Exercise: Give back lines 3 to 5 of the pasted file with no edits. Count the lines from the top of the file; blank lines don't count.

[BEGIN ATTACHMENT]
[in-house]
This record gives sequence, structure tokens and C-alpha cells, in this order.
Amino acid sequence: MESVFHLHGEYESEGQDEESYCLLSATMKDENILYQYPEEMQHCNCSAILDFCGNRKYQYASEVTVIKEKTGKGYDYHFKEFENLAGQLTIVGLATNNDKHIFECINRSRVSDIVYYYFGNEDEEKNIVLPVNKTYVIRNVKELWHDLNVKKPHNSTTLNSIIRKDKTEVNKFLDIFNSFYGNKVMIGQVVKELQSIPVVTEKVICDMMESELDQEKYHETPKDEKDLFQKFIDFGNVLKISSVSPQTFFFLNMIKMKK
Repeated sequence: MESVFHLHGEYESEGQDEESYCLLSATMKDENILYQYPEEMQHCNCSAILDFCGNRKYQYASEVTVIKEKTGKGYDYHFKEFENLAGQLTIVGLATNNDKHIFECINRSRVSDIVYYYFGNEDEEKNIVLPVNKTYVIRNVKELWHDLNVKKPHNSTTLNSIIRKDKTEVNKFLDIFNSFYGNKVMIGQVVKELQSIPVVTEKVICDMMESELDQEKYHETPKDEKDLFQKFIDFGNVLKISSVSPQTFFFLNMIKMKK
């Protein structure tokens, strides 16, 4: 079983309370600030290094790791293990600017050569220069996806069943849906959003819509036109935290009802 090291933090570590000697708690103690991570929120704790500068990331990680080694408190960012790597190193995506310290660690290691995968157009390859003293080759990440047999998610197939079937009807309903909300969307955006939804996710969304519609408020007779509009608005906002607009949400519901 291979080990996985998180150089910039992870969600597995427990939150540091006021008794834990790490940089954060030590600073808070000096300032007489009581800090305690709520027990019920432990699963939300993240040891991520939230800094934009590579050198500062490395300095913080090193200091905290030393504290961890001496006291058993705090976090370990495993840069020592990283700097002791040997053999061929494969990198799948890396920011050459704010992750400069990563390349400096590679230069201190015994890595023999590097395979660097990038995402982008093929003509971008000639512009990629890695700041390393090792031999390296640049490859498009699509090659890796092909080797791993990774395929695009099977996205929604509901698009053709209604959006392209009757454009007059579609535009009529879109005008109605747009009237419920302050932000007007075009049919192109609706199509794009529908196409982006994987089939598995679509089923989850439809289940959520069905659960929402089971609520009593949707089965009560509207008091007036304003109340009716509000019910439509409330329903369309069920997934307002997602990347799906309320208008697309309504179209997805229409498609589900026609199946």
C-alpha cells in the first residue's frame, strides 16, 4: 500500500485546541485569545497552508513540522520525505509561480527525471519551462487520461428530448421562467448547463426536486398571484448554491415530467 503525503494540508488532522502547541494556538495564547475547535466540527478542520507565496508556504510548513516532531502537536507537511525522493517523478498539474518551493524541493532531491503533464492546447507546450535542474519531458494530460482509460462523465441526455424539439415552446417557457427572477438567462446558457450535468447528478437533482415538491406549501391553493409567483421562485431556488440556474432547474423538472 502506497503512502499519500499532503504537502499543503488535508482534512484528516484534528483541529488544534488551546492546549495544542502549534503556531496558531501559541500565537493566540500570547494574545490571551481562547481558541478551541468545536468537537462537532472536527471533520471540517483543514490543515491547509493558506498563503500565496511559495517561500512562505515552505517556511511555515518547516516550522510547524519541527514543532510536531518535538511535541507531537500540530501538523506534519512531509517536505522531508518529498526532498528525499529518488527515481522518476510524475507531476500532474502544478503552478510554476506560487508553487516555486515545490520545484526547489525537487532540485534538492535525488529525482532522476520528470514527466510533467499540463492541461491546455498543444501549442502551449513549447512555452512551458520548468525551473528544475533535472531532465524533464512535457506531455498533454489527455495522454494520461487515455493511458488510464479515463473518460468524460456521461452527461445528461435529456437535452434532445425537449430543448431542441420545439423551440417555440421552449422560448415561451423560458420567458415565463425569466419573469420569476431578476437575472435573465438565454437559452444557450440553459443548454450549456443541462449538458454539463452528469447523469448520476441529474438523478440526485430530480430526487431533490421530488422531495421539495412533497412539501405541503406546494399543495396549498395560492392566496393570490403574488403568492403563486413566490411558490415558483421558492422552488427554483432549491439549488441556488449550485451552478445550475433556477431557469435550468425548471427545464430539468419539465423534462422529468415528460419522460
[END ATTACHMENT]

Amino acid sequence: MESVFHLHGEYESEGQDEESYCLLSATMKDENILYQYPEEMQHCNCSAILDFCGNRKYQYASEVTVIKEKTGKGYDYHFKEFENLAGQLTIVGLATNNDKHIFECINRSRVSDIVYYYFGNEDEEKNIVLPVNKTYVIRNVKELWHDLNVKKPHNSTTLNSIIRKDKTEVNKFLDIFNSFYGNKVMIGQVVKELQSIPVVTEKVICDMMESELDQEKYHETPKDEKDLFQKFIDFGNVLKISSVSPQTFFFLNMIKMKK
Repeated sequence: MESVFHLHGEYESEGQDEESYCLLSATMKDENILYQYPEEMQHCNCSAILDFCGNRKYQYASEVTVIKEKTGKGYDYHFKEFENLAGQLTIVGLATNNDKHIFECINRSRVSDIVYYYFGNEDEEKNIVLPVNKTYVIRNVKELWHDLNVKKPHNSTTLNSIIRKDKTEVNKFLDIFNSFYGNKVMIGQVVKELQSIPVVTEKVICDMMESELDQEKYHETPKDEKDLFQKFIDFGNVLKISSVSPQTFFFLNMIKMKK
């Protein structure tokens, strides 16, 4: 079983309370600030290094790791293990600017050569220069996806069943849906959003819509036109935290009802 090291933090570590000697708690103690991570929120704790500068990331990680080694408190960012790597190193995506310290660690290691995968157009390859003293080759990440047999998610197939079937009807309903909300969307955006939804996710969304519609408020007779509009608005906002607009949400519901 291979080990996985998180150089910039992870969600597995427990939150540091006021008794834990790490940089954060030590600073808070000096300032007489009581800090305690709520027990019920432990699963939300993240040891991520939230800094934009590579050198500062490395300095913080090193200091905290030393504290961890001496006291058993705090976090370990495993840069020592990283700097002791040997053999061929494969990198799948890396920011050459704010992750400069990563390349400096590679230069201190015994890595023999590097395979660097990038995402982008093929003509971008000639512009990629890695700041390393090792031999390296640049490859498009699509090659890796092909080797791993990774395929695009099977996205929604509901698009053709209604959006392209009757454009007059579609535009009529879109005008109605747009009237419920302050932000007007075009049919192109609706199509794009529908196409982006994987089939598995679509089923989850439809289940959520069905659960929402089971609520009593949707089965009560509207008091007036304003109340009716509000019910439509409330329903369309069920997934307002997602990347799906309320208008697309309504179209997805229409498609589900026609199946």